The new financial year started on April 1, 2022, and with this, new rules regarding your income tax returns and cryptocurrency could affect your pocket.
With the beginning of the new fiscal year, FY 22-23 brings recent income tax rules changes. Finance Minister Nirmala Sitharaman announced them during the presentation of the Union Budget 2022.
Here are the rules starting in this fiscal year:
1. 30% Tax on crypto and other virtual digital assets
Over the last few years, the cryptocurrency topic is becoming one of the most talked-about things. This digital currency allows users to send money anywhere in the World, eliminating the middleman. In this case, it is the banks. So if you are one of the crypto enthusiasts, this new rule is definitely for you. The FM announced that there would be a tax of 30% on the income generated from cryptocurrencies with no deduction involved. Also, a new section has been added to the Income Tax Act, 1961, to charge tax on virtual digital assets.
Also, in this digital asset, in case of loss, one cannot set off against any other income, and nor shall such loss be allowed to be carried forward. However, there is still no clarity on how crypto transactions will be taxed before April 1, 2022.
2. KYC Update
If you have not linked your Aadhaar Card with your PAN by March 31, 2022, you will face a penalty of Rs 500 from April-June and Rs 1000 until March 2023. The RBI had given numerous extensions on the KYC update, but it continued extending due to the COVID-19 situation.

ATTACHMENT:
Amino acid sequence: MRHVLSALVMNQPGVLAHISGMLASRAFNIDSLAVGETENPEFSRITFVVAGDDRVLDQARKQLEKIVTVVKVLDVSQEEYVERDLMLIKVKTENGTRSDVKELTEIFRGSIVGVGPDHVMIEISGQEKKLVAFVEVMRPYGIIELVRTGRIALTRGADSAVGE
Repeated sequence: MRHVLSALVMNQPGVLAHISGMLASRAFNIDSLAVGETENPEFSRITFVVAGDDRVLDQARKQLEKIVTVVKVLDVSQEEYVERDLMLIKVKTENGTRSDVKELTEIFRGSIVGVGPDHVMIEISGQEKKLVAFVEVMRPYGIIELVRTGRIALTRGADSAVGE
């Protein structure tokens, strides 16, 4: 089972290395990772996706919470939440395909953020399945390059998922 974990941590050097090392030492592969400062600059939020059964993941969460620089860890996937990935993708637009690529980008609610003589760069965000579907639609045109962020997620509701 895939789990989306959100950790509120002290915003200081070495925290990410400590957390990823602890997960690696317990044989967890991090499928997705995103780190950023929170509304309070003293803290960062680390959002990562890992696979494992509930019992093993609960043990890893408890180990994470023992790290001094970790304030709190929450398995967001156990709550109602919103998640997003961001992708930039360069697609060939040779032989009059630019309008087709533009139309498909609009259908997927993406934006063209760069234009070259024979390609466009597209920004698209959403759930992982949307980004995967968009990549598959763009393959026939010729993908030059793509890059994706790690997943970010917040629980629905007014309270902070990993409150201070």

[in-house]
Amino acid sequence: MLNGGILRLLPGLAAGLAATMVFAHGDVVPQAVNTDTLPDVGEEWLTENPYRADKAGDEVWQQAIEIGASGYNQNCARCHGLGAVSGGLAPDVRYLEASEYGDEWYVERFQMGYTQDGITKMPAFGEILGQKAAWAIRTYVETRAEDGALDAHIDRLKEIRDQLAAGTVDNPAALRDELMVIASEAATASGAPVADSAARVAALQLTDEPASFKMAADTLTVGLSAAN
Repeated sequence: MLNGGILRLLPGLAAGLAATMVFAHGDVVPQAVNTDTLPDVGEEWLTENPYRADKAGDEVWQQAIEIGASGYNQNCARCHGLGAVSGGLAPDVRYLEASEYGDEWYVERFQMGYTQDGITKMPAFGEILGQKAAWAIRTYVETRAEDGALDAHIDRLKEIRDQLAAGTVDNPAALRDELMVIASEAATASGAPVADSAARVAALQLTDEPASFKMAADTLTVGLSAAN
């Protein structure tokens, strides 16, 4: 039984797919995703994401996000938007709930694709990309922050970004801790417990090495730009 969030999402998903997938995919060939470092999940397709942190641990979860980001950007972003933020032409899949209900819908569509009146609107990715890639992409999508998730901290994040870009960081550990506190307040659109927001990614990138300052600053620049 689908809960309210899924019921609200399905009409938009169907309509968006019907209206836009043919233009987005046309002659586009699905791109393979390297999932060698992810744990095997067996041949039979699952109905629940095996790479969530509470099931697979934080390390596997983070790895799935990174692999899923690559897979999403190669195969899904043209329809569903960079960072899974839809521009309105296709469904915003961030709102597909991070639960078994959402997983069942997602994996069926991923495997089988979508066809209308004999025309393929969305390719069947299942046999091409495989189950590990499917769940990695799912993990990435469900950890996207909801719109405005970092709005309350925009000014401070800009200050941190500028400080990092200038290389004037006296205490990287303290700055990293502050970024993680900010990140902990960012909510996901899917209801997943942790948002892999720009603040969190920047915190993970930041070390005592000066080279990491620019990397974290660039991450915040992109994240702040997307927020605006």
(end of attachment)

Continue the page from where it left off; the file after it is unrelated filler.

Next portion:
3. NO need of ITR for senior citizens above 75 years
In this Union Budget, the government also announced that it would provide relief to citizens aged 75 years and above. They do not need to file Income Tax Returns (ITR) subject to certain conditions, and one needs a prior declaration from a bank to avail of this benefit.
4. Tax on Employees Provident Fund (EPF)
In her budget speech, the finance minister also proposed that Provident Fund payments which exceed 2.5 Lakh in the FY 2021-2022, then the interest earned on it will be taxable in their hands.
5. NPS deduction for state government employees
The state government employees can now claim tax benefits of up to 14% of their salary on the National Pension System (NPS) made by their employer. This provision is made under Section 80CCD(2) of the Income Tax Act, 1961, and such deductions are already available for central government employees.
6. Updated ITR filing window to correct any errors or Omission
The government has also provided relief to taxpayers by proposing an “updated return”, which can be used to correct any unintentional errors and omissions while filing their tax returns. The finance minister announced that the revised tax filing window would remain open for two years, and the updated return can be filed within two years from the end of the financial year. A new subsection (139, (8A)) was added to the Income Tax Act to include this provision.